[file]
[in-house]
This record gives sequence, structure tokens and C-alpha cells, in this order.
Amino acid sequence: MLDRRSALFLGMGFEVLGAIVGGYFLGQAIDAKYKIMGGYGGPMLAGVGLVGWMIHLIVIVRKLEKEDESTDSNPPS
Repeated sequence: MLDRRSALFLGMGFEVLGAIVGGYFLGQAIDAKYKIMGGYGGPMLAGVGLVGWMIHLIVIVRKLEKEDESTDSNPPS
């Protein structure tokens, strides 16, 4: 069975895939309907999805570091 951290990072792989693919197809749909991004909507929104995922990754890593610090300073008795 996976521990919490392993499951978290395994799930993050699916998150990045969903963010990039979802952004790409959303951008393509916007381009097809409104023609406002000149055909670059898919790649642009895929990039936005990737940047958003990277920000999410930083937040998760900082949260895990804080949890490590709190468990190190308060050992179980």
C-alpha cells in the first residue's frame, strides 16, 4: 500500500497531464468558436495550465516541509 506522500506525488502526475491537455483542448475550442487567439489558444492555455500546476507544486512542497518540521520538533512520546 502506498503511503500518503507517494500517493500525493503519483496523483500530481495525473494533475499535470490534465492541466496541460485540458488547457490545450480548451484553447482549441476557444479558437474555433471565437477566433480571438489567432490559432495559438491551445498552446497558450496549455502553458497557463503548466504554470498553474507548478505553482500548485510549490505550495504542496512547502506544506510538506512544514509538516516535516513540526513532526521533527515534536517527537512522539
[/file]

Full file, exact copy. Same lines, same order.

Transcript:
[in-house]
This record gives sequence, structure tokens and C-alpha cells, in this order.
Amino acid sequence: MLDRRSALFLGMGFEVLGAIVGGYFLGQAIDAKYKIMGGYGGPMLAGVGLVGWMIHLIVIVRKLEKEDESTDSNPPS
Repeated sequence: MLDRRSALFLGMGFEVLGAIVGGYFLGQAIDAKYKIMGGYGGPMLAGVGLVGWMIHLIVIVRKLEKEDESTDSNPPS
């Protein structure tokens, strides 16, 4: 069975895939309907999805570091 951290990072792989693919197809749909991004909507929104995922990754890593610090300073008795 996976521990919490392993499951978290395994799930993050699916998150990045969903963010990039979802952004790409959303951008393509916007381009097809409104023609406002000149055909670059898919790649642009895929990039936005990737940047958003990277920000999410930083937040998760900082949260895990804080949890490590709190468990190190308060050992179980």
C-alpha cells in the first residue's frame, strides 16, 4: 500500500497531464468558436495550465516541509 506522500506525488502526475491537455483542448475550442487567439489558444492555455500546476507544486512542497518540521520538533512520546 502506498503511503500518503507517494500517493500525493503519483496523483500530481495525473494533475499535470490534465492541466496541460485540458488547457490545450480548451484553447482549441476557444479558437474555433471565437477566433480571438489567432490559432495559438491551445498552446497558450496549455502553458497557463503548466504554470498553474507548478505553482500548485510549490505550495504542496512547502506544506510538506512544514509538516516535516513540526513532526521533527515534536517527537512522539